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CAGBC, partners join forces to launch green training program

Don Wall
CAGBC, partners join forces to launch green training program
CO-OPERATORS - Co-operators has earned Zero Carbon Building – Design Standard certification for its new head office in Guelph, Ont.

The Canada Green Building Council (CAGBC) and partners have announced the launch of free low-carbon skills training for the Canadian construction sector.

The first of five profession-specific modules, the Low Carbon Education Training Workshop for Architecture Professionals, kicked off Oct. 3 as part of the Royal Architectural Institute of Canada’s 2023 Congress on Architecture.

The other partners are the Canadian Construction Association (CCA), the Climate Risk Institute, the Building Owners and Managers Association and the Real Property Association of Canada.

CAGBC CEO Thomas Mueller stated the Low Carbon Training Program is intended to benefit stakeholders working in architecture, engineering, construction and commercial real estate, including building owners and operators, to develop a better understanding of low-carbon strategies and solutions.

“What’s exciting about this initiative is that it’s a way to help stakeholders in the industry to have a common language around building green and sustainably,” said CCA president Mary Van Buren.

“We’re all going to have a shared curriculum.

“And then secondly, there’s a little bit more in-depth training for our members on the construction side.”

The program includes an overview Low Carbon Training Foundations Course with five modules offering all industries an introduction to low-carbon concepts. A Low Carbon Fundamentals Course for building owners and real estate workers across development, investment and asset management will run over three days, Nov. 7 to 9.

The course addresses GHG accounting, asset and portfolio level standards, targets, strategies, low-carbon technologies and transition plans, reporting and third-party verification.

The other three series are Pathway to Net Zero: Decarbonization for Building Operators, a course to be available online in January 2024; a Low Carbon Training Program for Construction Professionals, offered by the CCA and starting in November; and Low Carbon Training for Engineering Professionals, to launch this month.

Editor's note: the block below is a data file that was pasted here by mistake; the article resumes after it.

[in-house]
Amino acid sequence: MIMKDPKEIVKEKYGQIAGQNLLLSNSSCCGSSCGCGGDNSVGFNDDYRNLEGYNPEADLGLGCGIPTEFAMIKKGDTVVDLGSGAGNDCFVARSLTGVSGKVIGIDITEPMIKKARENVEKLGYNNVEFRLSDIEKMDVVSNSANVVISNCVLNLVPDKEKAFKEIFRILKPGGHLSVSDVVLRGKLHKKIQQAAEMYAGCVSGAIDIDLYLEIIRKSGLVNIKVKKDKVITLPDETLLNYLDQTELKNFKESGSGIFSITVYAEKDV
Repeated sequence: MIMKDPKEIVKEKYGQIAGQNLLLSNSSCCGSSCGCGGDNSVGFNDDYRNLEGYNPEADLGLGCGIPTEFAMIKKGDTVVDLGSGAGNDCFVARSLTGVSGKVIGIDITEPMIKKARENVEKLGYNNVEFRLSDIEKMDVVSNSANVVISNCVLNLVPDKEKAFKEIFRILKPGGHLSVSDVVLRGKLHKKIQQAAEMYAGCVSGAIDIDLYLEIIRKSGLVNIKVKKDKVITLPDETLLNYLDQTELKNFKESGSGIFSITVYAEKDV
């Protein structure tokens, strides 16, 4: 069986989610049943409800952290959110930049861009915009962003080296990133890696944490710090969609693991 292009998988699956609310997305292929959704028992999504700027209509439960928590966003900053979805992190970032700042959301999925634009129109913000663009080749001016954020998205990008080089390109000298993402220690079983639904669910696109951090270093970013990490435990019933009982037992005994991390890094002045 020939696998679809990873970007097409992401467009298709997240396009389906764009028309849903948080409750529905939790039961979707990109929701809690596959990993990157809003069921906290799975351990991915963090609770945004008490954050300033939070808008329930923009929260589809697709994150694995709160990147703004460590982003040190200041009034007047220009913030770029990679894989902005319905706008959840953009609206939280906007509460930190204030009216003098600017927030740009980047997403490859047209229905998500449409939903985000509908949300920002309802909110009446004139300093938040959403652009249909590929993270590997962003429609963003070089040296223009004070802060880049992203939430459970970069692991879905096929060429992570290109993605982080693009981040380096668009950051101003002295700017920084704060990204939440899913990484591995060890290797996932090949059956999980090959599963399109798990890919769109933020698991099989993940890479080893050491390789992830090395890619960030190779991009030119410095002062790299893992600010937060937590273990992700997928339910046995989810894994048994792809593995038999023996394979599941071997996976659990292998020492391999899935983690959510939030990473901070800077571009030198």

The training is funded in part by the federal government.

Laurna Strikwerda, the CAGBC’s low carbon training project lead, explained at this stage the program is targeting leaders in the sector.

Montreal’s Edifice Jacques-Parizeau, an office building and event space owned by Ivanhoé Cambridge, has achieved Zero Carbon Building – Performance certifications over three years of operations.
ALAIN LAFOREST – Montreal’s Edifice Jacques-Parizeau, an office building and event space owned by Ivanhoé Cambridge, has achieved Zero Carbon Building – Performance certifications over three years of operations.

“It was really important for us to work with a cross-section of industry leaders who understand the day-to-day challenges of professionals to create a program that is accessible and can benefit anyone interested in staying ahead of the curve as the building sector transitions to a low-carbon future,” Strikwerda said.

Citing examples, she added, “There’s also an opportunity for building owners to have more of a deep dive into the specific issues that they need to understand related to low carbon building, or a construction professional can also have a deep dive into specific issues related to apartment building for construction.”

According to a study from the CAGBC and Delphi Group, current investments from government and industry will significantly expand Canada’s green building economy with projections of $150 billion in GDP and 1.5 million jobs by 2030.

But the study suggested the sector will need to upskill with low-carbon knowledge and training to keep up with the growing demand for low-carbon projects.

Strikwerda suggested Canada’s building sector has been slow to take up green building projects.

“Right now, at the rate we’re retrofitting buildings to be low carbon, it’s really only about one per cent a year,” she said. “So we need 142 years to retrofit all homes and 71 years to retrofit all commercial buildings.

“So we have to be able to pick up the pace.”

Strikwerda said the Low Carbon Training Program is aiming to reach 3,000 participants through to its conclusion at the end of March 2024.

It was important that the commercial real estate sector be included, she said, because there has to be a common approach and vocabulary between that sector and architects, engineers and constructors.

Van Buren said the partners intend for the new venture to be just the start of a long-term program.

“We don’t think this is going to be a one and done,” she said. “This is going to be a continual evolution of learning. We have to do some R and D, we’re going to find out what works better. I’m sure we’ll be learning from other countries as well that are all on the same journey.

“It’s a really exciting time and we see this as the beginning of more training to come.”

Follow the author on Twitter @DonWall_DCN

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